Vice Squad Dysphonia / Super Fast Girlie Show Continental, Preston
Disappointingly I only caught the last two songs of Super Fast Girlie Show, which was a shame as from what I heard they sounded very promising.
The Liverpool trio consists of two bass players and a drummer.
They play fast tuneful rock ’n’ roll with a gritty edge and showed an abundance of energy and power on stage.
Blackpool-based Dysphonia are a four-piece post-punk band who have a great stage presence.
Delivering a classic punk sound and attitude, you could detect influences from bands like Dead Kennedys, Magazine and Circle Jerks as they ran through their set.
A thundering bass sound was the backbone to the songs, with a singer that was as charismatic on stage as well as wandering through the crowd.
Dysphonia put on an entertaining show. Even when the guitarist’s amp blew they carried on playing and the track did not seem to lose any of its energy.
Not many bands can say it has taken 31 years to get from one end of town to the other.
Vice Squad last played Preston in 1982 at The Warehouse, now in 2013, they have reached The Continental.
Beki Bondage and the crew hit the stage to a less than packed crowd but that did not deter them.
From the opening riffs of Deviant it was evident that this was going to be a musical lesson of how punk rock should be played.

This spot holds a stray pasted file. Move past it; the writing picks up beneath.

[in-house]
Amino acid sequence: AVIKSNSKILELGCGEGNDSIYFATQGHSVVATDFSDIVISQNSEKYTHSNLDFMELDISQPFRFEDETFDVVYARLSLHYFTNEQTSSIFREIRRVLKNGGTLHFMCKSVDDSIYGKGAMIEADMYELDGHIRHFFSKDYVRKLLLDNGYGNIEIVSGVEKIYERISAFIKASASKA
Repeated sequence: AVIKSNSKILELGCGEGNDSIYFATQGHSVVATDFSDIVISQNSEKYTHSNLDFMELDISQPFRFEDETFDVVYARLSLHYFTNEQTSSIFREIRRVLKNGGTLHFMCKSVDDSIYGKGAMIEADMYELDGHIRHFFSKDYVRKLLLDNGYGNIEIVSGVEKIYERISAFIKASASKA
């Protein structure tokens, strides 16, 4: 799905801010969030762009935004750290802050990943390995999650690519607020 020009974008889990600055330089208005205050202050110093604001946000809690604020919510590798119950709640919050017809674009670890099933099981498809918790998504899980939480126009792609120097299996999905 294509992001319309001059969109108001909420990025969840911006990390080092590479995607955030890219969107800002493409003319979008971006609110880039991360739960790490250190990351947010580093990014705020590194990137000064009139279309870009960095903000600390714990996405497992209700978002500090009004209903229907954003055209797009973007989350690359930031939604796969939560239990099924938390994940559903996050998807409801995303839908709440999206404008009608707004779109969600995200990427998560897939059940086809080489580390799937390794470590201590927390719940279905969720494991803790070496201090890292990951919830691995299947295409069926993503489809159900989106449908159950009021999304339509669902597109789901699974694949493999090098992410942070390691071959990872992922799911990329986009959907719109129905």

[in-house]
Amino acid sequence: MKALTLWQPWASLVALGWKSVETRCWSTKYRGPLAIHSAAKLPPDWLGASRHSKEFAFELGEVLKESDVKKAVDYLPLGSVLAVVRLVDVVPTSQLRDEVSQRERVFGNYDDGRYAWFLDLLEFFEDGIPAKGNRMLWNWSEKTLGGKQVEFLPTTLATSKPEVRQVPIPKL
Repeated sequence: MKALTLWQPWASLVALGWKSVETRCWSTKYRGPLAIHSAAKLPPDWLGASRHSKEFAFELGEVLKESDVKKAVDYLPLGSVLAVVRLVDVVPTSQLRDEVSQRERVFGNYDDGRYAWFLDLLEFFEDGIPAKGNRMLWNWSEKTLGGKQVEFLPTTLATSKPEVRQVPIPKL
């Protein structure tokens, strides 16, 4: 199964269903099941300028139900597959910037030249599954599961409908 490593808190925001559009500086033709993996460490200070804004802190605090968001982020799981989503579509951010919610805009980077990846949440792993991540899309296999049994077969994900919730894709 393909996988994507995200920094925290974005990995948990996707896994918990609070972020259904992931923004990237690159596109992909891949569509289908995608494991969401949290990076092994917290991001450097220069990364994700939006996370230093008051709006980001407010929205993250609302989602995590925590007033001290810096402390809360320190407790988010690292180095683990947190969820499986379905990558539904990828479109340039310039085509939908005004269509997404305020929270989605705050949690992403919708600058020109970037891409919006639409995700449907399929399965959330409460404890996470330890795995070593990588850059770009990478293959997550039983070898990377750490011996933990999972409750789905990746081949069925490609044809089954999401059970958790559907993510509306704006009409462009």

Ripping through classics, old and new, like Latex Love, Sniffing Glue and Punk Rocker they showed they still have the ability to ignite an explosive show.
With sing-along riffs and a two-finger salute they crashed through Punk Rock Radio, Stand Strong and Starvation Box like a hit and run with no signs of slowing down.
Vice Squad displayed an energetic performance that would not have looked out of place in the 80s.
Last Rockers produced a crowd participation with Beki and as they powered their way through a blistering set of punk rock anthems they even covered Motorhead’s Ace of Spades to boot.
Musically they are probably the tightest they have been.
The years certainly haven’t jaded their enthusiasm for a scene that is still as relevant today as it ever was.
Photos: Richard Nixon